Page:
COALFIELD, Tenn. (WATE) — Coach Keith Henry touched a lot of lives throughout his career as an educator and football coach before he passed Saturday morning.
Before working at Coalfield High as the head coach, Henry worked in Scott County at Oneida High.
In the 90s, Henry was an assistant football coach and history teacher, according to some of his former students.
Jason Perry said he joined the Oneida football team as a sophomore in 1993, the year after the team had won the state championship.
Perry said Henry became a father figure to him shortly after, mainly because of one simple act of kindness.
Perry’s mother couldn’t afford brand new cleats, so she bought some second-handed. Afterward, he was told by the head football coach that he needed black cleats for the team picture.
“I thought, ‘you know what? I can go get a can of black spray paint.’ So, I went and I was going to do that,” Perry said.
However, on the day of the photo shoot, Perry went into the locker room and found a box of brand new, black Nike cleats sitting in the corner.
“I had no idea who they’d come from, but they had a note that said ‘Jason, these cleats need someone to wear them. Wear them with pride.’ And that was it. No name,” Perry said.
Perry said he asked all of the coaches if they had bought him the cleats. All said no, including Henry, but Perry knew otherwise based on a chuckle and a smile.
For years, Perry kept that note in his wallet.
“I did not have a dad. So therefore, (Henry) stepped in and kind of took that role for me,” Perry said. Perry said Henry’s lessons were more than just football strategies.
“That’s the way Coach Henry was. It didn’t matter if you was a stud running back or if he was the smallest lineman, or the smallest kid on the team. It didn’t matter. He coached you the same way. He coached, he taught us toughness and to respect people,” Perry said.
Perry said receiving the cleats from Henry changed his life.
He started coaching basketball, and helping out with the Boys and Girls Club every now and then. Although he didn’t have a lot of money then, he would help at least one kid a year, just like Henry.
“Every year there was some kid that needed a pair of shoes, or a basketball or whatever. Whatever they needed, I’d try to help out,” Perry said.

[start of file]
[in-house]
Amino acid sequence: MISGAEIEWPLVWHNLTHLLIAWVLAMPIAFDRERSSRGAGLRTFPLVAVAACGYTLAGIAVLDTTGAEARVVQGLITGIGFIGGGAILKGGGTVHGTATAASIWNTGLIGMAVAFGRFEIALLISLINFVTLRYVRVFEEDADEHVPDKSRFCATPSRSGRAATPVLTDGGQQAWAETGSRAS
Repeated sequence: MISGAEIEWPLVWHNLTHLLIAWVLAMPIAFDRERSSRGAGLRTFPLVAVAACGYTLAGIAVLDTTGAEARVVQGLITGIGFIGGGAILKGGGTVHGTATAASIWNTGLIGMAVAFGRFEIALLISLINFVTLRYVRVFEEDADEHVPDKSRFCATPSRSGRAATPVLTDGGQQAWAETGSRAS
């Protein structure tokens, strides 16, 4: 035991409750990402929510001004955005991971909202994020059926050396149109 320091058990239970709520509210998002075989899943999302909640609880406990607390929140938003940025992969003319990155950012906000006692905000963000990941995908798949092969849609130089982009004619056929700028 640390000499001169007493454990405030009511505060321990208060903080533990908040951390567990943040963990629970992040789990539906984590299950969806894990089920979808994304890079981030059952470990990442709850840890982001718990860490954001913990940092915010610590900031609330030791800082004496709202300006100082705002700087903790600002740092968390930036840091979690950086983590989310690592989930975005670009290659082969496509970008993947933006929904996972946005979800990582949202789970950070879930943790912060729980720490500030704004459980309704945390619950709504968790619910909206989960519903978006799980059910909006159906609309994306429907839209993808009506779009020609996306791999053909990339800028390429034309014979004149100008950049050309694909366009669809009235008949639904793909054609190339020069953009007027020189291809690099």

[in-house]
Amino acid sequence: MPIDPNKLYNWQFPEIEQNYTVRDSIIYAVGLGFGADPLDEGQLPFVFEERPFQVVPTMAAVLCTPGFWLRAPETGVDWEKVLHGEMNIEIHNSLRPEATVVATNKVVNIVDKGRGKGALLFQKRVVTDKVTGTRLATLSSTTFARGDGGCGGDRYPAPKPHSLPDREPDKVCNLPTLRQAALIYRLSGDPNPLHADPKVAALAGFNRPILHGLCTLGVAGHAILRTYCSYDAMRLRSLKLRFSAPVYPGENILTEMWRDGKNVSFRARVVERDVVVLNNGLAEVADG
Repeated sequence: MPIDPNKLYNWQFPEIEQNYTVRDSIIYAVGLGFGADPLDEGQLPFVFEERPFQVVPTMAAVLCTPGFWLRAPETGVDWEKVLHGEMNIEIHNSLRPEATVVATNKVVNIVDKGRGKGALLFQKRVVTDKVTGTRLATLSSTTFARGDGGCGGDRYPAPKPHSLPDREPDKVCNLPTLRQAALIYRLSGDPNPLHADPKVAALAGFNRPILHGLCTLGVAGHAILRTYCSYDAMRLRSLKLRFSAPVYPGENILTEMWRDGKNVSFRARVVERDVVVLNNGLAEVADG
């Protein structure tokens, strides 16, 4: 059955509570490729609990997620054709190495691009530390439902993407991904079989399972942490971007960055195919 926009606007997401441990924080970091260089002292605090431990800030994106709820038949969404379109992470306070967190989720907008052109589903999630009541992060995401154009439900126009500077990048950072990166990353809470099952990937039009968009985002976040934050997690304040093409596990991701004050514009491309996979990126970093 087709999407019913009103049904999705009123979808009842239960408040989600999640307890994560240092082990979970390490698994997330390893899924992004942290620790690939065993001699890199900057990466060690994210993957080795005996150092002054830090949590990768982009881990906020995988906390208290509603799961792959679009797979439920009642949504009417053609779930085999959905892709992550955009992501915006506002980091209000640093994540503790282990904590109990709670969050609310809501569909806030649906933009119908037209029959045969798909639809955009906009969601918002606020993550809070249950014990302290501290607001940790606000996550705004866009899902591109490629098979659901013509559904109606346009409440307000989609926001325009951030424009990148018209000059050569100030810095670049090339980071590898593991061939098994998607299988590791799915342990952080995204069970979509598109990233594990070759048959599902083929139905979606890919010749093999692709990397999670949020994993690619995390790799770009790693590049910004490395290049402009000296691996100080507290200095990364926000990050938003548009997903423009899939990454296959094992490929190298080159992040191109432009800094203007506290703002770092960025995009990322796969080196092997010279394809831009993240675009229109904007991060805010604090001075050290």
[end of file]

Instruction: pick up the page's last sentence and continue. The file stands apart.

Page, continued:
Perry remembered Henry more so in his coaching position.
Dustin Smith wasn’t on the football team, but had Henry as his history teacher around the same time. He said he even looked forward to Henry’s class, even though it was the earliest class of the day.
“He of course got his point across of what he was trying to teach us, but he made it so much fun. He was very funny, very personable, and you just didn’t care to get up that early,” Smith said.
Smith said Henry was one of those people who would always give the shirt off his back if someone needed it.
Years after graduating, Henry became next door neighbors with Smith and his family in Coalfield.
Although Henry and his family were friendly neighbors, that memory of Henry that stuck out to Smith involved Smith’s job as an EMT.
“We get a call for school bus accident. And you’re like ‘oh my gosh, a school bus accident?’ You know, a thousand ideas and questions start running through your mind,” Smith said.
Smith said at the scene, which was about a mile away from the school, he had learned some of the kids who weren’t injured were taken back to the school.
When he got to the school, he saw Henry in the office. Smith said Henry looked up at him, rested his heavy hand on his shoulder, and said, ‘I’m glad you’re here,'” Smith said.
Smith said he was the one who was glad to see Henry at the school helping with the children.
“If any of them, you know, had been hurt or whatever, that he would’ve taken the best care of them that he could,” Smith said.
Both said they would never forget what Henry had done for them and the community. Perry said Henry’s legacy would carry on through all of the lives he touched.
“Those shoes in that corner that day, I think that made me the man who I am today,” Perry said.
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